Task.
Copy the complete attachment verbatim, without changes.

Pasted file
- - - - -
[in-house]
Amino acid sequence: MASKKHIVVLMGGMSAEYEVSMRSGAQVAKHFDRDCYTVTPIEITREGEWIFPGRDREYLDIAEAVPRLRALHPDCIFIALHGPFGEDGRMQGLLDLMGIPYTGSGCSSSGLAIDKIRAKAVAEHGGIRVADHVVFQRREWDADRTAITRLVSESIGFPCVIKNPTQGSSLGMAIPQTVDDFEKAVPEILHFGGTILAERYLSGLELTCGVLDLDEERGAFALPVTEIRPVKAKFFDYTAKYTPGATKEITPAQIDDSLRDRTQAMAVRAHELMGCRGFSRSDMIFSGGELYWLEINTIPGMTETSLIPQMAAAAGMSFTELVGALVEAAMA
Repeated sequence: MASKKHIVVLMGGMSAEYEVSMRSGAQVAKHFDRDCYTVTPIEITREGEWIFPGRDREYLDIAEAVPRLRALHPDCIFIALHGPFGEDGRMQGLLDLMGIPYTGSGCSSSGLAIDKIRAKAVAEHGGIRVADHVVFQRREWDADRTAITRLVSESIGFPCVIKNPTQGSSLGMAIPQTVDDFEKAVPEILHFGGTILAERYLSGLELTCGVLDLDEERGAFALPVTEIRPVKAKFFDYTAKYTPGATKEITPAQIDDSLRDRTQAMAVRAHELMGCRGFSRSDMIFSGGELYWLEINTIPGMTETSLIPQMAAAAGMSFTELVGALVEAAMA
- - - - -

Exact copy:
[in-house]
Amino acid sequence: MASKKHIVVLMGGMSAEYEVSMRSGAQVAKHFDRDCYTVTPIEITREGEWIFPGRDREYLDIAEAVPRLRALHPDCIFIALHGPFGEDGRMQGLLDLMGIPYTGSGCSSSGLAIDKIRAKAVAEHGGIRVADHVVFQRREWDADRTAITRLVSESIGFPCVIKNPTQGSSLGMAIPQTVDDFEKAVPEILHFGGTILAERYLSGLELTCGVLDLDEERGAFALPVTEIRPVKAKFFDYTAKYTPGATKEITPAQIDDSLRDRTQAMAVRAHELMGCRGFSRSDMIFSGGELYWLEINTIPGMTETSLIPQMAAAAGMSFTELVGALVEAAMA
Repeated sequence: MASKKHIVVLMGGMSAEYEVSMRSGAQVAKHFDRDCYTVTPIEITREGEWIFPGRDREYLDIAEAVPRLRALHPDCIFIALHGPFGEDGRMQGLLDLMGIPYTGSGCSSSGLAIDKIRAKAVAEHGGIRVADHVVFQRREWDADRTAITRLVSESIGFPCVIKNPTQGSSLGMAIPQTVDDFEKAVPEILHFGGTILAERYLSGLELTCGVLDLDEERGAFALPVTEIRPVKAKFFDYTAKYTPGATKEITPAQIDDSLRDRTQAMAVRAHELMGCRGFSRSDMIFSGGELYWLEINTIPGMTETSLIPQMAAAAGMSFTELVGALVEAAMA